Journal of Radioanalytical and Nuclear Chemistry

, Volume 314, Issue 2, pp 1189–1196 | Cite as

Degradation of Triton X-100 surfactant/lipid regulator systems by ionizing radiation in water

  • Gergely Rácz
  • Tamás Csay
  • Erzsébet Takács
  • László Wojnárovits


The radiolytic degradation of Triton X-100 surfactant was investigated at concentrations below and above the critical micelle concentration (CMC, ~ 0.23 mmol dm−3) in air saturated aqueous solutions. At low concentrations the degradation took place both on the aromatic head and on the polyethoxylates chain, while above CMC it was shifted towards the chain. The CMC was higher in irradiated solutions at 10 Gy by a factor of 2, at 20 kGy by a factor of 3 than in the un-irradiated solution. The degradation of clofibric acid in the presence of TX-100 was more effective outside the micelles than inside them.


Critical micelle concentration Triton X-100 Surfactant Radiolytic degradation Solubilisation Clofibric acid Gemfibrozil Bezafibrate 


  1. 1.
    Tiller GE, Mueller TJ, Docker ME, Sturve WG (1984) Hydrogenation of Triton X-100 eliminates its fluorescence and ultraviolet light absorption while preserving its detergent properties. Anal Biochem 141:262–266CrossRefGoogle Scholar
  2. 2.
    Valdés-Díaz G, Rodrígez-Calvo S, Pérez-Gramatges A, Rapado-Paneque M, Fernandez-Lima FA, Ponciano CR, da Silveira EF (2007) Effects of gamma radiation on phase behaviour and critical micelle concentration of Triton X-100 aqueous solutions. J Colloid Interface Sci 311:253–261CrossRefGoogle Scholar
  3. 3.
    Karci A, Arsal-Alton I, Bekbolet M, Ozhan G, Alpertunga B (2014) H2O2/UV-C and photo-Fenton treatment of a nonylphenolpolyethoxylate in synthetic freshwater: follow-up of degradation products, acute toxicity and genotoxicity. Chem Eng J 241:43–51CrossRefGoogle Scholar
  4. 4.
    Olmez-Hanci T, Arsal-Alton I, Genc B (2014) Degradation of the nonionic surfactant Triton™ X-45 with HO• and SO4•–based advanced oxidation processes. Chem Eng J 239:332–340CrossRefGoogle Scholar
  5. 5.
    Bansal KM, Patterson LK, Fendler EJ, Fendler JH (1971) Reactions of hydrated electrons, hydrogen atoms and hydroxyl radicals in micellar systems. Int J Radiat Phys Chem 3:321–331CrossRefGoogle Scholar
  6. 6.
    Razavi B, Song W, Cooper WJ, Greaves J, Jeong J (2009) Free-radical-induced oxidative and reductive degradation of fibrate pharmaceuticals: kinetic studies and degradation mechanisms. J Phys Chem A 113:1287–1294CrossRefGoogle Scholar
  7. 7.
    Wojnárovits L, Takács E (2013) Structure dependence of the rate coefficients of hydroxyl radical + aromatic molecule reaction. Radiat Phys Chem 87:82–87CrossRefGoogle Scholar
  8. 8.
    Csay T, Rácz G, Salik Á, Takács E, Wojnárovits L (2014) Reactions of clofibric acid with oxidative and reductive radicals—Products, mechanisms, efficiency and toxic effects. Radiat Phys Chem 102:72–78CrossRefGoogle Scholar
  9. 9.
    Andreozzi R, Caprio V, Marott R, Radovnikovic A (2003) Ozonation and H2O/UV treatment of clofibric acid in water: a kinetics investigation. J Hazard Mater 103:233–246CrossRefGoogle Scholar
  10. 10.
    Al-Soufi W, Piñeiro L, Novo M (2012) A model for monomer and micellar concentrations in surfactant solutions. Application to conductivity, NMR, diffusion and surface tension data. J Colloid Interface Sci 370:102–110CrossRefGoogle Scholar
  11. 11.
    Sehested K, Holcman J (1979) Radical cations of ethyl-, isopropyl- and tert-butylbenzene in aqueous solution. Nukleonika 24:941–950Google Scholar
  12. 12.
    Pelizzetti E, Minero C, Maurino V, Sciafani A, Hidaka H, Serpone N (1989) Photocatalytic degradation of nonylphenol ethoxylated surfactants. Environ Sci Technol 23:1380–1385CrossRefGoogle Scholar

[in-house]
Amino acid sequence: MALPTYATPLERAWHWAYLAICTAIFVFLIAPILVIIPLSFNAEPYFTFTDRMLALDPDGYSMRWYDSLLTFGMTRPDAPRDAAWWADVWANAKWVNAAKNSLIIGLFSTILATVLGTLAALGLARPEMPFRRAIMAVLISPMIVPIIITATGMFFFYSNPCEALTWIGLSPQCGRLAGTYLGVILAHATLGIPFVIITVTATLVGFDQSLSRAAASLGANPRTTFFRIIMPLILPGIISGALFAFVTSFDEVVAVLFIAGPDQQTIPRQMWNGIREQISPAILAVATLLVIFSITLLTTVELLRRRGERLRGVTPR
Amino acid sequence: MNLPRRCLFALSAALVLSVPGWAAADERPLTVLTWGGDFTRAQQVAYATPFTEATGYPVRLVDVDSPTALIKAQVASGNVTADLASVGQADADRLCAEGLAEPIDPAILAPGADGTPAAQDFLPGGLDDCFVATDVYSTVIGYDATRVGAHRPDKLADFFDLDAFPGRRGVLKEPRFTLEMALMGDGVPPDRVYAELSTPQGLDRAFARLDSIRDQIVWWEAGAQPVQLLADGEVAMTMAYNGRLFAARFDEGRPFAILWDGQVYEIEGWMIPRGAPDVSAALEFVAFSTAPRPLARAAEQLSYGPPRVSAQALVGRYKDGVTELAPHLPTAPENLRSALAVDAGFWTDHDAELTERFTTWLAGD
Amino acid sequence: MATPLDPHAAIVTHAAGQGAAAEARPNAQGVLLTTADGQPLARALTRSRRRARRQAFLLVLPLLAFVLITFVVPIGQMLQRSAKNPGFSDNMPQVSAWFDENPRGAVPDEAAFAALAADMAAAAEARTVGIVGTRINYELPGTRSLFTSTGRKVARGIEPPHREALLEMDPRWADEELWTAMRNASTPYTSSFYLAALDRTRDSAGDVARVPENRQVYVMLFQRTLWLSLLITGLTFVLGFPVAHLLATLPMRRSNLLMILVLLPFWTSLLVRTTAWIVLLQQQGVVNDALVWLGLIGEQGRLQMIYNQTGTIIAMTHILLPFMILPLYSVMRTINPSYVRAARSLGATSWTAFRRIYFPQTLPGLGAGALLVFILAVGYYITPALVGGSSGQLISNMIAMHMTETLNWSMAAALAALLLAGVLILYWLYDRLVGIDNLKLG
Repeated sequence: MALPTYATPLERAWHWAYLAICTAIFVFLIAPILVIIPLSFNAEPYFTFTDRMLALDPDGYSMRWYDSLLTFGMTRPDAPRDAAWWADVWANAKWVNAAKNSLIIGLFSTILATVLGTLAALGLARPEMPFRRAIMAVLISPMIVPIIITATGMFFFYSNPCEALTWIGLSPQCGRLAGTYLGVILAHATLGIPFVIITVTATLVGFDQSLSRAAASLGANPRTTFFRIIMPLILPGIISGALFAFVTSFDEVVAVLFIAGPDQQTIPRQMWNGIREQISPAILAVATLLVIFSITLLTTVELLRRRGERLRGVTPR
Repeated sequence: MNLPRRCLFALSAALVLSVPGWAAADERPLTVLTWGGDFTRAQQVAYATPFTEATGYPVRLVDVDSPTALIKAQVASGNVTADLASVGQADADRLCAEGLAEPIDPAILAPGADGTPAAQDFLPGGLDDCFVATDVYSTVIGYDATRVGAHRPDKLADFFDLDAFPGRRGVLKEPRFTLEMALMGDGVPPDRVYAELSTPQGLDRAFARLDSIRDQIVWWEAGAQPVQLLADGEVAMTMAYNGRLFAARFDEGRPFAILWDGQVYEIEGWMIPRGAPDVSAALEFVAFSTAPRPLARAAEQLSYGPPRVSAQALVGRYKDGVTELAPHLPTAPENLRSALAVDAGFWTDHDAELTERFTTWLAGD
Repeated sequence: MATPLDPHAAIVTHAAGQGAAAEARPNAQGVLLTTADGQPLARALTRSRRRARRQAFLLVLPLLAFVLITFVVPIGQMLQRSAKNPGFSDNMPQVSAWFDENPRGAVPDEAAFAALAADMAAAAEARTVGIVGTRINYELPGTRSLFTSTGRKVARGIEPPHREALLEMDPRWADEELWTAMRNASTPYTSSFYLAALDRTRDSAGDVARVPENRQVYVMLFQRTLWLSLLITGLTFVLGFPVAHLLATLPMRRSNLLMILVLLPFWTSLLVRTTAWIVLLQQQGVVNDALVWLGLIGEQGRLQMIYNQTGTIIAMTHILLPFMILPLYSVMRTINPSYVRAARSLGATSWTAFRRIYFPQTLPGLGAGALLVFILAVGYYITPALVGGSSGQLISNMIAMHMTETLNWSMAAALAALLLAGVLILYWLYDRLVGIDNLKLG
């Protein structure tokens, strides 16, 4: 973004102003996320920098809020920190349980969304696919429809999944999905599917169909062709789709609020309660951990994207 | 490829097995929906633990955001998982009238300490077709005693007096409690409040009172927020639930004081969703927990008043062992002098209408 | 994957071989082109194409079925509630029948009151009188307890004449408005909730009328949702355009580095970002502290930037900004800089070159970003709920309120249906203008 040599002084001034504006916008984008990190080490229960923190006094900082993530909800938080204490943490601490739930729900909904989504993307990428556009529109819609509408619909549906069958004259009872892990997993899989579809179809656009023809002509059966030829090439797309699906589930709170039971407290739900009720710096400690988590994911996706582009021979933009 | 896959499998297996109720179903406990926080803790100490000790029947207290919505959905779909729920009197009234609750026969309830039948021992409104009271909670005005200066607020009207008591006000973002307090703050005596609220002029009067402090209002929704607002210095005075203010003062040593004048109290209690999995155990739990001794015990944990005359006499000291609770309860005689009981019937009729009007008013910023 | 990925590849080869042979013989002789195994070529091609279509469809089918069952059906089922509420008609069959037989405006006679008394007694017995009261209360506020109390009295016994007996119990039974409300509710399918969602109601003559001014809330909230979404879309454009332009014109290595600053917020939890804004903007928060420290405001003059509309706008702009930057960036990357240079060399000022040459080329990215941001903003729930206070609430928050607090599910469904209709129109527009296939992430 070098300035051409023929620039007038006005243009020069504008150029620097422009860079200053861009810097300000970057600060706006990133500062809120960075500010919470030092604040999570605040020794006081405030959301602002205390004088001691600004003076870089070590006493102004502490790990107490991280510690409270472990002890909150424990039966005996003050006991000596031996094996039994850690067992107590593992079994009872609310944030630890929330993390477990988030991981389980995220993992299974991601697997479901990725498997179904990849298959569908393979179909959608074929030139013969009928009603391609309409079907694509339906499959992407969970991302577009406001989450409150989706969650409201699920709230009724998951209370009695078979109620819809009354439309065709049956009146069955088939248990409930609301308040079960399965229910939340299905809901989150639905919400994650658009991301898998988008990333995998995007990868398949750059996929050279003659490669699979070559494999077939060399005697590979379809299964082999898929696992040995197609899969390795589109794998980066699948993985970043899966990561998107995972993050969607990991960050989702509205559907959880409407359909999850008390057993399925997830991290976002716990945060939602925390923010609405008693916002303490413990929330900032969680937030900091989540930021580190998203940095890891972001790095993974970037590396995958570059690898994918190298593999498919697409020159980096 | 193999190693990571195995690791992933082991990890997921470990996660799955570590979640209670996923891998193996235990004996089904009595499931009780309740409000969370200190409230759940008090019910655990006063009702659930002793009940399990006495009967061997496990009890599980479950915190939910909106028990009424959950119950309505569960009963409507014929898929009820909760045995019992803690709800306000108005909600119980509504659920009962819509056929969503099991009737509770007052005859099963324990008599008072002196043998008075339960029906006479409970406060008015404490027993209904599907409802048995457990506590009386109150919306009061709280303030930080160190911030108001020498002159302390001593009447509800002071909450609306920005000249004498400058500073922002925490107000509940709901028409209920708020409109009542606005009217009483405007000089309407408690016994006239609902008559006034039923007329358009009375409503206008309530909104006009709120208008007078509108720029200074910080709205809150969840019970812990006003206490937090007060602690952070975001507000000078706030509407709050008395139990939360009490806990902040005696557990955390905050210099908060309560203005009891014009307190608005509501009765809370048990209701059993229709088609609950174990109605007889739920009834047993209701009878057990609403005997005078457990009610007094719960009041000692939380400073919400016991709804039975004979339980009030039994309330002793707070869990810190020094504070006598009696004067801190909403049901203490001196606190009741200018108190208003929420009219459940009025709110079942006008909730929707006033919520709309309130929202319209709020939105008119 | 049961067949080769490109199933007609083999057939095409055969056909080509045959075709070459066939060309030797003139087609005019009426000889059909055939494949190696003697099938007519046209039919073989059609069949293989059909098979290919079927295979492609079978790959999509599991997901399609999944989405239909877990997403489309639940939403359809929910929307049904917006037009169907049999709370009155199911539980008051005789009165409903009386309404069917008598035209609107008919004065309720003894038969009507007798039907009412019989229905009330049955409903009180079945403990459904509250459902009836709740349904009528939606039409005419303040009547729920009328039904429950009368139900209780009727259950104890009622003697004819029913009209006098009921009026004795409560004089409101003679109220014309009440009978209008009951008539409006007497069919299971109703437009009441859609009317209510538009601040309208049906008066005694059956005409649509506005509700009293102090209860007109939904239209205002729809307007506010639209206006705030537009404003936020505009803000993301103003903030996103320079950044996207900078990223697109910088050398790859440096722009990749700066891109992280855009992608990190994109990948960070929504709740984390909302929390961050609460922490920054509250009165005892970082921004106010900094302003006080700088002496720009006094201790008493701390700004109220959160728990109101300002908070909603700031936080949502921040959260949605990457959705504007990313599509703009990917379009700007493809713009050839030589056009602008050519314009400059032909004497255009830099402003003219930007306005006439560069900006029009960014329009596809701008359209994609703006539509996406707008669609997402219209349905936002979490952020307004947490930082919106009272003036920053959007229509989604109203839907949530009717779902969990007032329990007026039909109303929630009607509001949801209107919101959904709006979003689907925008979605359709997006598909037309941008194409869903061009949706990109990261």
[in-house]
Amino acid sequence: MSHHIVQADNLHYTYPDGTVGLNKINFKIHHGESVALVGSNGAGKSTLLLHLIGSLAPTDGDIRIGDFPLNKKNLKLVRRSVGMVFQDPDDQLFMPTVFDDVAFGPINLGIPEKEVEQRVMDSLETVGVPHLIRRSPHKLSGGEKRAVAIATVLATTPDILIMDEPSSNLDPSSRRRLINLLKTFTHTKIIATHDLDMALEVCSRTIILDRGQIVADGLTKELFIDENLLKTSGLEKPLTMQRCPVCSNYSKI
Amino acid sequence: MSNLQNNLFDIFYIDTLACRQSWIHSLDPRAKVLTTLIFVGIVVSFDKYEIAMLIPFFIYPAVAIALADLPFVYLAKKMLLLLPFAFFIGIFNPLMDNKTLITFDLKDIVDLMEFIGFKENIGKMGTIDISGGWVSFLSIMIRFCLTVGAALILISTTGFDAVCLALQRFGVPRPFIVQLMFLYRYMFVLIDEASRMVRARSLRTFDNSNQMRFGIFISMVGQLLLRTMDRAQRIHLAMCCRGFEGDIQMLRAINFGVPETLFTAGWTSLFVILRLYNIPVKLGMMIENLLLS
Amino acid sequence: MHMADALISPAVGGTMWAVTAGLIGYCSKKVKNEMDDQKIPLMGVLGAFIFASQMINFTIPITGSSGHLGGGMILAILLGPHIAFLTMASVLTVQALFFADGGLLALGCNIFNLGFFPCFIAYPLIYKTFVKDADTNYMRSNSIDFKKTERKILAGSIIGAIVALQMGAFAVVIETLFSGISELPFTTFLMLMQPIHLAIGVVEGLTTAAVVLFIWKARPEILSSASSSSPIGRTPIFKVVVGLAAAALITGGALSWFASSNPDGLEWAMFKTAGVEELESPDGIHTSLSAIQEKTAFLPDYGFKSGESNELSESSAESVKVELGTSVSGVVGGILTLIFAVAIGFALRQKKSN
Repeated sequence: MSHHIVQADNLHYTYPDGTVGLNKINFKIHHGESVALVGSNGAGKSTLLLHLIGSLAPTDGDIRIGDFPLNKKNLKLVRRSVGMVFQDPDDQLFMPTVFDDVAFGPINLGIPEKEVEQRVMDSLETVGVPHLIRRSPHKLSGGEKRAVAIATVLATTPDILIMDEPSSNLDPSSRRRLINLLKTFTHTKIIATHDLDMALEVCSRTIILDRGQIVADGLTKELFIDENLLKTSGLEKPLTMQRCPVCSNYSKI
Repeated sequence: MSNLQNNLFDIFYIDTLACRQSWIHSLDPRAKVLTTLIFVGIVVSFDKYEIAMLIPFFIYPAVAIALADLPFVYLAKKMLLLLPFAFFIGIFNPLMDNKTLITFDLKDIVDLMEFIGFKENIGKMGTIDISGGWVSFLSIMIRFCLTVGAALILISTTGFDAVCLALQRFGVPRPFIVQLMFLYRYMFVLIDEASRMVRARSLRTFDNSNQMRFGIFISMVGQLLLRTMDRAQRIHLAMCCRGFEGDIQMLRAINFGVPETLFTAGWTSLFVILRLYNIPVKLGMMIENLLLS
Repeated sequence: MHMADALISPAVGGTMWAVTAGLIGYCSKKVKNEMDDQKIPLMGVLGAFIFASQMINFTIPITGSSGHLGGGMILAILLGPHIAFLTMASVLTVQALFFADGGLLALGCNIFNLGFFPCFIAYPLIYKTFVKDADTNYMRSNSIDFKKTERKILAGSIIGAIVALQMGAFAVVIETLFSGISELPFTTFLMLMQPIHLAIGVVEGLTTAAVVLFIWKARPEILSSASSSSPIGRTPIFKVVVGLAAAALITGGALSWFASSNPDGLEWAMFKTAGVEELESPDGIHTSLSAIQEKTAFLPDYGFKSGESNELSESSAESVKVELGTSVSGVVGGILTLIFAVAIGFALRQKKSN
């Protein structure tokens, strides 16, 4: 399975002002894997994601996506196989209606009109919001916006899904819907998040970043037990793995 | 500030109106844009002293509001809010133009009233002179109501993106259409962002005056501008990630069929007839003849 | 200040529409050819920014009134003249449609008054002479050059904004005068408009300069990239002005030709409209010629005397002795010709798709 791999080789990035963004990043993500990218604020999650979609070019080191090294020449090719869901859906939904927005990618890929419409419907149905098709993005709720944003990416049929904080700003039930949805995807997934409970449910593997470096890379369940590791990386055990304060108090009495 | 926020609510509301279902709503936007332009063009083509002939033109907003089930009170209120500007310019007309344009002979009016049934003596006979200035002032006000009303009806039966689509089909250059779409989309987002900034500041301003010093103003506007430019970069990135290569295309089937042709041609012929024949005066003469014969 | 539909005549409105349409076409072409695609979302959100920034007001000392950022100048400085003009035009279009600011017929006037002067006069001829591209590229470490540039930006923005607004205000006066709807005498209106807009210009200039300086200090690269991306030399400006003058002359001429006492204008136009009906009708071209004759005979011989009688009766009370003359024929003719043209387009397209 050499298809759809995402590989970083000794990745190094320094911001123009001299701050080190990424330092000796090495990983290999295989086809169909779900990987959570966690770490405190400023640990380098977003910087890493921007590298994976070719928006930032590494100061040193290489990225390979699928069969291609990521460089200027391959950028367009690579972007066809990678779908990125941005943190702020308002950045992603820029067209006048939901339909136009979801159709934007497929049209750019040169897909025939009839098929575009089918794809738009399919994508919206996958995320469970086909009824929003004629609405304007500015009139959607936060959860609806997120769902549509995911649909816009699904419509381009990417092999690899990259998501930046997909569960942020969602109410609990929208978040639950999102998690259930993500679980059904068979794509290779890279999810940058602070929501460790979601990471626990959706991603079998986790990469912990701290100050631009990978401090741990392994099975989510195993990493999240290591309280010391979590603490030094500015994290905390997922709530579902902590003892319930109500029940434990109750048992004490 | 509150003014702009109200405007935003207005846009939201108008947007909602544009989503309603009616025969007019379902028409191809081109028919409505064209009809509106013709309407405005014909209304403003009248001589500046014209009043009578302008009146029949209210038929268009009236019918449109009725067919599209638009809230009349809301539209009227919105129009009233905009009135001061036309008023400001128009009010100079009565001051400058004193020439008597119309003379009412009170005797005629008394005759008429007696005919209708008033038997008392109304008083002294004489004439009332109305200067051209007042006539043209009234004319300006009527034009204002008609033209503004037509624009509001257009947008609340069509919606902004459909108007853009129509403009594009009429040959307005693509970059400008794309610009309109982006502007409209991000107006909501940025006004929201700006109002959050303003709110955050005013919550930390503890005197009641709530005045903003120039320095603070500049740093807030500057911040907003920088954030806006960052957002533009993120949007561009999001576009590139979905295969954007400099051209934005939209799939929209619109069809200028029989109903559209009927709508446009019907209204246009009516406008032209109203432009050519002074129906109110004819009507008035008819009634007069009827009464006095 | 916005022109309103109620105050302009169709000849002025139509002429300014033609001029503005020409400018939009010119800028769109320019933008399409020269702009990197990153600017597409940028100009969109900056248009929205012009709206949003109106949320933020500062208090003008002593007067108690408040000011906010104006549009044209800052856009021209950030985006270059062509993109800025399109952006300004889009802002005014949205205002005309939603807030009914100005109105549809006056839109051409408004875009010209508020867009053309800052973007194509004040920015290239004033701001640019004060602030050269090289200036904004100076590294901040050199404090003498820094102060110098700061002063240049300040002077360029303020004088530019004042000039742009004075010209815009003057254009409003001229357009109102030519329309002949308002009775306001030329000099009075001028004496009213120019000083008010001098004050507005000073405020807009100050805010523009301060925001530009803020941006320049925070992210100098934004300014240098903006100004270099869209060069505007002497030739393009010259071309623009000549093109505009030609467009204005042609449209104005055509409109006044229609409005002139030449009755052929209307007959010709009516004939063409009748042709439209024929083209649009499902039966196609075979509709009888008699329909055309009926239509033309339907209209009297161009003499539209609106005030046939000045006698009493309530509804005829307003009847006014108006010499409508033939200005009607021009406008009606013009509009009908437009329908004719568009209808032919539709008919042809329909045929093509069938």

13. 13.
    Eibenberger J (1980) Pulse radiolytic investigations concerning the formation and the oxidation of organic radicals in aqueous solutions. Ph.D., Thesis, Vienna Univ., Vienna, AustriaGoogle Scholar
  14. 14.
    Gebicki JM, Allen AO (1969) Relationship between critical micelle concentration and rate of radiolysis of aqueous sodium linoleate. J Phys Chem 73:2443–2445CrossRefGoogle Scholar
  15. 15.
    Zhang J, Zhang P, Ma K, Han F, Chen G, Wei X (2008) Hydrogen bonding interactions between ethylene glycol and water: density, excess molar volume, and spectral study. Sci China, Ser B: Chem 51:420–426CrossRefGoogle Scholar
  16. 16.
    de la Fuente L, Acosta T, Babay P, Curutchet G, Candal R, Litter MI (2010) Degradation of nonylphenol ethoxylate-9 (NPE-9) by photochemical advanced oxidation technologies. Ind Eng Chem Res 49:6909–6915CrossRefGoogle Scholar
  17. 17.
    Iqbal M, Bhatti IA (2015) Gamma radiation/H2O2 treatment of nonylphenolethoxylates: degradation, cytotoxicity and mutagenicity evaluation. J Hazard Mater 299:351–360CrossRefGoogle Scholar
  18. 18.
    Doll TE, Frimmel FH (2004) Kinetic study of photocatalytic degradation of carbamazeprine, clofibric acid, imperol and iopromide assisted by different TiO2 materials-determination of intermediates and reaction pathways. Water Res 38:955–964CrossRefGoogle Scholar
  19. 19.
    Sirés I, Arias C, Cabot PL, Centellas F, Garrido JA, Rodríguez RM, Brillas E (2007) Degradation of clofibric acid in acidic aqueous medium by electro-Fenton and photoelecro-Fenton. Chemosphere 66:1660–1669CrossRefGoogle Scholar
  20. 20.
    Rosal R, Gonzalo MS, Boltes K, Letón P, Vaquero JJ, Garcia-Calvo E (2009) Identification of intermediates and assessment of ecotoxicity in the oxidation products generated during ozonation of clofibric acid. J Hazard Mater 172:1061–1068CrossRefGoogle Scholar

Copyright information

© Akadémiai Kiadó, Budapest, Hungary 2017

Authors and Affiliations

  1. 1.Institute for Energy Security and Environmental Safety, Centre for Energy ResearchHungarian Academy of SciencesBudapestHungary
  2. 2.Faculty of Light Industry and Environmental EngineeringÓbuda-UniversityBudapestHungary

Personalised recommendations